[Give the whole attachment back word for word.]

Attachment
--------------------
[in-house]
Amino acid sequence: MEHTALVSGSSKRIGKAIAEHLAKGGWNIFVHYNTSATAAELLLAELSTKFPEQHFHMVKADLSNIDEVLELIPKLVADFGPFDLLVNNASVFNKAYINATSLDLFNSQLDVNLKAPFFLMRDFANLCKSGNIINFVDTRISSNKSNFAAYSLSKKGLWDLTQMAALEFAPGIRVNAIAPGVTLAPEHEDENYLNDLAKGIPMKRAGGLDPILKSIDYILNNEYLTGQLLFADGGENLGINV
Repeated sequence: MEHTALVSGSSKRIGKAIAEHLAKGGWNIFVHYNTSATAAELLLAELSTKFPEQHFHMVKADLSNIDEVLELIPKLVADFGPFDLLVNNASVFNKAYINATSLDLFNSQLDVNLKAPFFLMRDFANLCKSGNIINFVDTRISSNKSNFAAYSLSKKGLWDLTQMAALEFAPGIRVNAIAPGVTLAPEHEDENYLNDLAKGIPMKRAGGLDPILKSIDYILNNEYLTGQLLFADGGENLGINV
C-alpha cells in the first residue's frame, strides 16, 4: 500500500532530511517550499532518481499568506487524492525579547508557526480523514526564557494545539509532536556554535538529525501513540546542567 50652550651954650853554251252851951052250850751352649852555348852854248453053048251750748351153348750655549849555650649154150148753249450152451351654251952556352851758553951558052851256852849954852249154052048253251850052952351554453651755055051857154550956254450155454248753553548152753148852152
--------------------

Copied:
[in-house]
Amino acid sequence: MEHTALVSGSSKRIGKAIAEHLAKGGWNIFVHYNTSATAAELLLAELSTKFPEQHFHMVKADLSNIDEVLELIPKLVADFGPFDLLVNNASVFNKAYINATSLDLFNSQLDVNLKAPFFLMRDFANLCKSGNIINFVDTRISSNKSNFAAYSLSKKGLWDLTQMAALEFAPGIRVNAIAPGVTLAPEHEDENYLNDLAKGIPMKRAGGLDPILKSIDYILNNEYLTGQLLFADGGENLGINV
Repeated sequence: MEHTALVSGSSKRIGKAIAEHLAKGGWNIFVHYNTSATAAELLLAELSTKFPEQHFHMVKADLSNIDEVLELIPKLVADFGPFDLLVNNASVFNKAYINATSLDLFNSQLDVNLKAPFFLMRDFANLCKSGNIINFVDTRISSNKSNFAAYSLSKKGLWDLTQMAALEFAPGIRVNAIAPGVTLAPEHEDENYLNDLAKGIPMKRAGGLDPILKSIDYILNNEYLTGQLLFADGGENLGINV
C-alpha cells in the first residue's frame, strides 16, 4: 500500500532530511517550499532518481499568506487524492525579547508557526480523514526564557494545539509532536556554535538529525501513540546542567 50652550651954650853554251252851951052250850751352649852555348852854248453053048251750748351153348750655549849555650649154150148753249450152451351654251952556352851758553951558052851256852849954852249154052048253251850052952351554453651755055051857154550956254450155454248753553548152753148852152